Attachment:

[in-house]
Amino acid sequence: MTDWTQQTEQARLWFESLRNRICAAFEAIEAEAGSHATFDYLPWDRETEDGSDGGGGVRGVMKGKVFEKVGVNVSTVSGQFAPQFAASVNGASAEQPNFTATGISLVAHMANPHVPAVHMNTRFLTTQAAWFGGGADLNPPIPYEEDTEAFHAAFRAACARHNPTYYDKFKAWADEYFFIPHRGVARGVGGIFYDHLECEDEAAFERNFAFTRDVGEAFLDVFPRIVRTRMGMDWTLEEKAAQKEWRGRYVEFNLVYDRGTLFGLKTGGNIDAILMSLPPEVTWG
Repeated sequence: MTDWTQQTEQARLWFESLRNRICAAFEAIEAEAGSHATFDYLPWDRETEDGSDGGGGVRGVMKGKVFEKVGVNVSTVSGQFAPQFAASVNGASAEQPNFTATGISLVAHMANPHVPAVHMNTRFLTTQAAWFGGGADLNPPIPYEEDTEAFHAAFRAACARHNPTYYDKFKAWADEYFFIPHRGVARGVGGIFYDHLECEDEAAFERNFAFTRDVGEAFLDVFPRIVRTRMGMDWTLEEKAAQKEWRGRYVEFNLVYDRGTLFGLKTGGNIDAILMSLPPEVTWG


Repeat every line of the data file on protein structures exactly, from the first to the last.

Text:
[in-house]
Amino acid sequence: MTDWTQQTEQARLWFESLRNRICAAFEAIEAEAGSHATFDYLPWDRETEDGSDGGGGVRGVMKGKVFEKVGVNVSTVSGQFAPQFAASVNGASAEQPNFTATGISLVAHMANPHVPAVHMNTRFLTTQAAWFGGGADLNPPIPYEEDTEAFHAAFRAACARHNPTYYDKFKAWADEYFFIPHRGVARGVGGIFYDHLECEDEAAFERNFAFTRDVGEAFLDVFPRIVRTRMGMDWTLEEKAAQKEWRGRYVEFNLVYDRGTLFGLKTGGNIDAILMSLPPEVTWG
Repeated sequence: MTDWTQQTEQARLWFESLRNRICAAFEAIEAEAGSHATFDYLPWDRETEDGSDGGGGVRGVMKGKVFEKVGVNVSTVSGQFAPQFAASVNGASAEQPNFTATGISLVAHMANPHVPAVHMNTRFLTTQAAWFGGGADLNPPIPYEEDTEAFHAAFRAACARHNPTYYDKFKAWADEYFFIPHRGVARGVGGIFYDHLECEDEAAFERNFAFTRDVGEAFLDVFPRIVRTRMGMDWTLEEKAAQKEWRGRYVEFNLVYDRGTLFGLKTGGNIDAILMSLPPEVTWG